Categories
WW2 American Prototypes

Chrysler’s Improved Suspension M4A4

USA (1942)
Medium Tank – Blueprints Only

The Medium Tank M4A4 Sherman was an improved variant of the M4A3. The goal of the tank was to increase the speed of production of the M4 by using a new multibank engine and with a hull made from 5 pieces instead of seven. The longer and more complex engine would mean an increased length of track on the ground for improved performance of the M4A4 on soft ground, yet despite this, the M4A4 was not adopted by the US Army for use overseas. Early in the development of the M4A4, consideration was given to making us of the longer hull to improve the suspension. This led to the idea of using the ‘Christie’-style suspension from the T4 Medium Tank on this new Sherman. Whilst the M4A4 was built in large numbers and saw extensive service during World War 2 and later, the idea of using this ‘big-wheel’ suspension never left the drawing board.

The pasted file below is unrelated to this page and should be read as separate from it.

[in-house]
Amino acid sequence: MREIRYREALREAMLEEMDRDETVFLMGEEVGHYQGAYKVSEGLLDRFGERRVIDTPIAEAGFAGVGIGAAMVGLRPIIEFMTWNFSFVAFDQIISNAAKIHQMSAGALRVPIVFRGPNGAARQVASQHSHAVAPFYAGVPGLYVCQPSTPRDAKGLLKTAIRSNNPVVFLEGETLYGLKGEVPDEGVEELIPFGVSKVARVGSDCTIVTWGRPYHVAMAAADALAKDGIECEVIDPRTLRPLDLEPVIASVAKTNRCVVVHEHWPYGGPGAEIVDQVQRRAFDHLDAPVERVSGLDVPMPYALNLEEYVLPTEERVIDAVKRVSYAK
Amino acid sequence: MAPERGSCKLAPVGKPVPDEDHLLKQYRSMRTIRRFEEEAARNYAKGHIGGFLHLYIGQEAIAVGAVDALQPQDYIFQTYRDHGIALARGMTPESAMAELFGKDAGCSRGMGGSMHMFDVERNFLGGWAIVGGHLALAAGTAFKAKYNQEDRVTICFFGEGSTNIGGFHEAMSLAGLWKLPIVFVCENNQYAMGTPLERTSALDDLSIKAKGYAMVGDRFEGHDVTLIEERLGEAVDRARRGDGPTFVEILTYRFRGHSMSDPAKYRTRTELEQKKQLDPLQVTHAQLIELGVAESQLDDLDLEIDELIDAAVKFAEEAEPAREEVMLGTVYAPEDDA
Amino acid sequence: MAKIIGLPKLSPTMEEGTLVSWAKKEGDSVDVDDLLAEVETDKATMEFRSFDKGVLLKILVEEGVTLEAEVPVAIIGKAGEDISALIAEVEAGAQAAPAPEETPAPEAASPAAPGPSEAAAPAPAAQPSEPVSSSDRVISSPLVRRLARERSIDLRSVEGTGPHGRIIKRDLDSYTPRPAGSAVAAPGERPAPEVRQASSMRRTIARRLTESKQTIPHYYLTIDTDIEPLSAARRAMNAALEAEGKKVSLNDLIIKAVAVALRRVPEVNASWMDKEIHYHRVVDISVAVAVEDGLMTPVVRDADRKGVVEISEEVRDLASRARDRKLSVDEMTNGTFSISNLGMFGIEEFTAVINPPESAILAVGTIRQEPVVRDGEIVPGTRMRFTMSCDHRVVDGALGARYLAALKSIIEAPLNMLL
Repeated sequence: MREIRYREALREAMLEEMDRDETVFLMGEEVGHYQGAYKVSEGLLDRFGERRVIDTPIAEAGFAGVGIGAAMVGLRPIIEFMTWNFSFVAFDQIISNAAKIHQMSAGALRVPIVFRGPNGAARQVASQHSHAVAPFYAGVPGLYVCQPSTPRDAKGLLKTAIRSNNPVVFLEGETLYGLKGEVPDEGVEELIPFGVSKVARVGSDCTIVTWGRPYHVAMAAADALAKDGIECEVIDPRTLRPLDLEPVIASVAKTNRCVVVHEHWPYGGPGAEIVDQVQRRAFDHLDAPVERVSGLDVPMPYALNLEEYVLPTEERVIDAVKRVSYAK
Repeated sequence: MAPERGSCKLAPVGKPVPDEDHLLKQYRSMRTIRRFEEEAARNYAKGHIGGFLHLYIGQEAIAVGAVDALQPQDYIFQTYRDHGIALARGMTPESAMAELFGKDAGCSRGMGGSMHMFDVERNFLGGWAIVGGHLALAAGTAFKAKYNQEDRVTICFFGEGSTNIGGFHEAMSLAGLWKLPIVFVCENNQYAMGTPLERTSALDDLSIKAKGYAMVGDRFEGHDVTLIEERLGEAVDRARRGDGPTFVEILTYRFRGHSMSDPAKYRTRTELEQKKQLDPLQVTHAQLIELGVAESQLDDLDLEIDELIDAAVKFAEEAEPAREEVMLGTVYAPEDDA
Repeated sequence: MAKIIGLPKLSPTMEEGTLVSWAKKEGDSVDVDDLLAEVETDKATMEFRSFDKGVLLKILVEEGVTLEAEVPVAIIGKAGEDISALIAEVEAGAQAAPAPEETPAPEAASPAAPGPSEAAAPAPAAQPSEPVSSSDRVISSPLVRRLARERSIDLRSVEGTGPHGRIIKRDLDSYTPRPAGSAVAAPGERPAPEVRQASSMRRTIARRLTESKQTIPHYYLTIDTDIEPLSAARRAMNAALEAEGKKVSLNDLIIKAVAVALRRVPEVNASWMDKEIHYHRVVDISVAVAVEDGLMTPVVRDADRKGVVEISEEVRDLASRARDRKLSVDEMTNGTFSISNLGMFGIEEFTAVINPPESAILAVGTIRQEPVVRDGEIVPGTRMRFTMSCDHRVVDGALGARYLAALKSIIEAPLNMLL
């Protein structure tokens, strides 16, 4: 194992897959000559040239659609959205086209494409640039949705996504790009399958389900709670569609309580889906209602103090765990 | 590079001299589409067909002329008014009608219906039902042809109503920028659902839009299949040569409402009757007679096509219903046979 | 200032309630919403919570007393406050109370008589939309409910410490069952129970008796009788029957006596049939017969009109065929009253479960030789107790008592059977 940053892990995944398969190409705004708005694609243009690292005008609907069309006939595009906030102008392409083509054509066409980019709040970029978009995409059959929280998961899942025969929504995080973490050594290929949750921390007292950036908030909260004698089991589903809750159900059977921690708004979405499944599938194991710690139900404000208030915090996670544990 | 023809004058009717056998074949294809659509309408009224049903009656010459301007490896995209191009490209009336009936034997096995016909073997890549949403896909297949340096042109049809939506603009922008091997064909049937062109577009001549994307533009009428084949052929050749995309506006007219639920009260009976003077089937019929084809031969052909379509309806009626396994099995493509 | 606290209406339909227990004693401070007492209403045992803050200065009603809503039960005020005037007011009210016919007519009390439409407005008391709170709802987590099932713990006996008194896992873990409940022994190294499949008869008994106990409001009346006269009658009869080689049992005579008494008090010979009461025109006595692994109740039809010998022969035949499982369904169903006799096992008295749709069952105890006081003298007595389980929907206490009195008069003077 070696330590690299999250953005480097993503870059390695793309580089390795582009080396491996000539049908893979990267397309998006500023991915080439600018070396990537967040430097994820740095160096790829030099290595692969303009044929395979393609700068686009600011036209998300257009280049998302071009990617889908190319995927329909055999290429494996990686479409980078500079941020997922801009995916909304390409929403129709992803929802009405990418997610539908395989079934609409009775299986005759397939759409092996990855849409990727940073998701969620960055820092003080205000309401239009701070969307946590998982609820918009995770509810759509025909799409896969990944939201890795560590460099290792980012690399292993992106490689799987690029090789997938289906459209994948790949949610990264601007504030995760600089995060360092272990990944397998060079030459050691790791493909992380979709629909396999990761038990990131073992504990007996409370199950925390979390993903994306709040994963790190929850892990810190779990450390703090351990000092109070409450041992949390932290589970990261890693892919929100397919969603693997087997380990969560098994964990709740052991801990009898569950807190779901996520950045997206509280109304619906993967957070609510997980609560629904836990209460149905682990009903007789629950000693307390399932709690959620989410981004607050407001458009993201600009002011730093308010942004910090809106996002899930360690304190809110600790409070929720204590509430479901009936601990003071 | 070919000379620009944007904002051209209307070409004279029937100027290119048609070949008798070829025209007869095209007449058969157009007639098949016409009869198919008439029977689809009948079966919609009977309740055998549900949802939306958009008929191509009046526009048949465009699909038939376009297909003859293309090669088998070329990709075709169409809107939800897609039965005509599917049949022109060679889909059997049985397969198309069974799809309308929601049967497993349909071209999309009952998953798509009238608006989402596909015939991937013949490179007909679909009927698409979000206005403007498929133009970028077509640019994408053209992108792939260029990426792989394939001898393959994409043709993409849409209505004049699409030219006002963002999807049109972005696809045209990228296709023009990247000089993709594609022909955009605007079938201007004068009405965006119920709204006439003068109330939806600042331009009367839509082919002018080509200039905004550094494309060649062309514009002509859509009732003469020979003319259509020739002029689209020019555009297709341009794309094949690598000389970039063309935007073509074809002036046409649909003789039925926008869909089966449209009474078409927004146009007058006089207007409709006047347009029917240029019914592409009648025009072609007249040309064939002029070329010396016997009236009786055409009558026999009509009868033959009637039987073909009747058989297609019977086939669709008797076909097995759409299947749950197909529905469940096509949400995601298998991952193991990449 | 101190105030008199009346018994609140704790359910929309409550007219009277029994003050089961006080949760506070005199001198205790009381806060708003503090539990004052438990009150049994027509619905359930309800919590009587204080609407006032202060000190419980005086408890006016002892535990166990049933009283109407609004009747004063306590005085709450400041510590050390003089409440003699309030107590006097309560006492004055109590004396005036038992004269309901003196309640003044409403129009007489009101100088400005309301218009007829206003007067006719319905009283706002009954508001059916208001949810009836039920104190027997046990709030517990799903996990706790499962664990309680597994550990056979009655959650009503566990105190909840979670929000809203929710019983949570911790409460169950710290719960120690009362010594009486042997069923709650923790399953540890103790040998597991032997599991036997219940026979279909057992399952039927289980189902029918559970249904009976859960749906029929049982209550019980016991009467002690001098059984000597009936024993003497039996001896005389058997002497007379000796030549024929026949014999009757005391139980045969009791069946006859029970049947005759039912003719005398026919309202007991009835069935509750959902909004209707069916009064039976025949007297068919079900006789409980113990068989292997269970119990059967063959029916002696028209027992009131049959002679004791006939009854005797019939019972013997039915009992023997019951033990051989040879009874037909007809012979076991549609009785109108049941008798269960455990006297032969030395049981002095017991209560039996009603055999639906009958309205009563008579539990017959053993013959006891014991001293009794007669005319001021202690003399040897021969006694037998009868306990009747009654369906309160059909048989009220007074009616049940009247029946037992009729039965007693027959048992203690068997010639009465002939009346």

M4A4 Sherman with the Vertical Volute Suspension System (VVSS) which Chrysler were investigating the replacement of with an improved big-wheel form. Photo: Mark Nash

Development

The design of the M4A4 began in February 1942. This new Sherman was going to be more mobile than the M4A3 by using the 435 hp Chrysler A57 multibank petrol engine. The selection of what was actually 5 engines fitted together created a crowded space within the engine bay, which necessitated a slightly longer hull than the M4A3. This was considered a tradeoff that could add a large number of tank engines into the supply chain which would aid in meeting their production targets. Further, the hull of the M4A4 was simplified, as it was made in fewer parts than the M4A3 (5 instead of 7), and featured a 3-piece final drive housing on the front instead of the single-piece final drive housing on the M4A3. This would improve the speed of repairs and maintenance on the tank although, initially, the complex engine arrangement had been unreliable.